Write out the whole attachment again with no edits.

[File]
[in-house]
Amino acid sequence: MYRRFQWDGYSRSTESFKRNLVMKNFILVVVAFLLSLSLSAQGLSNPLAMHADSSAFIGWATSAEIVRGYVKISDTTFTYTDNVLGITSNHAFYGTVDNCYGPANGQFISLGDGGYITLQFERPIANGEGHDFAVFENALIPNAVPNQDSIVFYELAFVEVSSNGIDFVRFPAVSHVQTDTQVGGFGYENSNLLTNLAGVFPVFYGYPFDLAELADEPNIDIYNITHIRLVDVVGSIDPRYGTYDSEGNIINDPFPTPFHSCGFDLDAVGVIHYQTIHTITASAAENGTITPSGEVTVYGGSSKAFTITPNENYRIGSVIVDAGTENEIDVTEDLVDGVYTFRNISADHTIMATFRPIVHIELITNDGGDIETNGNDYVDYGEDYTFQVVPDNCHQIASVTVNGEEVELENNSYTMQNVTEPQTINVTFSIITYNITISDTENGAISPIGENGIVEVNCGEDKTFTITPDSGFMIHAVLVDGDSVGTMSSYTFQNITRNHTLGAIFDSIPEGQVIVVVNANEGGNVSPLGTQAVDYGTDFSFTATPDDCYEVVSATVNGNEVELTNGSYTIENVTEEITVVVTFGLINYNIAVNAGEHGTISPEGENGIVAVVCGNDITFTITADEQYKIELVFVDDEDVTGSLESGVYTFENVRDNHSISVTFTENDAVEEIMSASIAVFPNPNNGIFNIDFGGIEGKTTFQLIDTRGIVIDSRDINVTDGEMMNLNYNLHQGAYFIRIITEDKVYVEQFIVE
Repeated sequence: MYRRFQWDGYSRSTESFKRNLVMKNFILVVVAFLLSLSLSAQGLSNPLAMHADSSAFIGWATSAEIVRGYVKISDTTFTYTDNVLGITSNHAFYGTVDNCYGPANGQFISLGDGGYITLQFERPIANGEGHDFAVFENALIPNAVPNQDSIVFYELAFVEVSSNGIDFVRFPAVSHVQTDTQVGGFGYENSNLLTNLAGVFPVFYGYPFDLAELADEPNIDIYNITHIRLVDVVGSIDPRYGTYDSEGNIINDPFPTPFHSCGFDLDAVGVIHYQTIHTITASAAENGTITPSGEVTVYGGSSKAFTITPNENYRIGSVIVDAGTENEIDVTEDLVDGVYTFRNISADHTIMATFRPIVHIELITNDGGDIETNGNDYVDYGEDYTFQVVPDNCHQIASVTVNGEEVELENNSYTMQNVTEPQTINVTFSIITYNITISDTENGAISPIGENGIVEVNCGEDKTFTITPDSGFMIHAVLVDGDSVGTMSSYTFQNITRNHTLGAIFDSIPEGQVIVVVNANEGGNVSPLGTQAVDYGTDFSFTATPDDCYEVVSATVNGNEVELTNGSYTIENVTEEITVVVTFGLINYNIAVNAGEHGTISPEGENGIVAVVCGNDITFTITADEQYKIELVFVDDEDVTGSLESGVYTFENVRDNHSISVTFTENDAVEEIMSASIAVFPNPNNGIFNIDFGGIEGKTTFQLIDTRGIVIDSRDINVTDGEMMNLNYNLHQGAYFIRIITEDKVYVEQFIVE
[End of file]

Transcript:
[in-house]
Amino acid sequence: MYRRFQWDGYSRSTESFKRNLVMKNFILVVVAFLLSLSLSAQGLSNPLAMHADSSAFIGWATSAEIVRGYVKISDTTFTYTDNVLGITSNHAFYGTVDNCYGPANGQFISLGDGGYITLQFERPIANGEGHDFAVFENALIPNAVPNQDSIVFYELAFVEVSSNGIDFVRFPAVSHVQTDTQVGGFGYENSNLLTNLAGVFPVFYGYPFDLAELADEPNIDIYNITHIRLVDVVGSIDPRYGTYDSEGNIINDPFPTPFHSCGFDLDAVGVIHYQTIHTITASAAENGTITPSGEVTVYGGSSKAFTITPNENYRIGSVIVDAGTENEIDVTEDLVDGVYTFRNISADHTIMATFRPIVHIELITNDGGDIETNGNDYVDYGEDYTFQVVPDNCHQIASVTVNGEEVELENNSYTMQNVTEPQTINVTFSIITYNITISDTENGAISPIGENGIVEVNCGEDKTFTITPDSGFMIHAVLVDGDSVGTMSSYTFQNITRNHTLGAIFDSIPEGQVIVVVNANEGGNVSPLGTQAVDYGTDFSFTATPDDCYEVVSATVNGNEVELTNGSYTIENVTEEITVVVTFGLINYNIAVNAGEHGTISPEGENGIVAVVCGNDITFTITADEQYKIELVFVDDEDVTGSLESGVYTFENVRDNHSISVTFTENDAVEEIMSASIAVFPNPNNGIFNIDFGGIEGKTTFQLIDTRGIVIDSRDINVTDGEMMNLNYNLHQGAYFIRIITEDKVYVEQFIVE
Repeated sequence: MYRRFQWDGYSRSTESFKRNLVMKNFILVVVAFLLSLSLSAQGLSNPLAMHADSSAFIGWATSAEIVRGYVKISDTTFTYTDNVLGITSNHAFYGTVDNCYGPANGQFISLGDGGYITLQFERPIANGEGHDFAVFENALIPNAVPNQDSIVFYELAFVEVSSNGIDFVRFPAVSHVQTDTQVGGFGYENSNLLTNLAGVFPVFYGYPFDLAELADEPNIDIYNITHIRLVDVVGSIDPRYGTYDSEGNIINDPFPTPFHSCGFDLDAVGVIHYQTIHTITASAAENGTITPSGEVTVYGGSSKAFTITPNENYRIGSVIVDAGTENEIDVTEDLVDGVYTFRNISADHTIMATFRPIVHIELITNDGGDIETNGNDYVDYGEDYTFQVVPDNCHQIASVTVNGEEVELENNSYTMQNVTEPQTINVTFSIITYNITISDTENGAISPIGENGIVEVNCGEDKTFTITPDSGFMIHAVLVDGDSVGTMSSYTFQNITRNHTLGAIFDSIPEGQVIVVVNANEGGNVSPLGTQAVDYGTDFSFTATPDDCYEVVSATVNGNEVELTNGSYTIENVTEEITVVVTFGLINYNIAVNAGEHGTISPEGENGIVAVVCGNDITFTITADEQYKIELVFVDDEDVTGSLESGVYTFENVRDNHSISVTFTENDAVEEIMSASIAVFPNPNNGIFNIDFGGIEGKTTFQLIDTRGIVIDSRDINVTDGEMMNLNYNLHQGAYFIRIITEDKVYVEQFIVE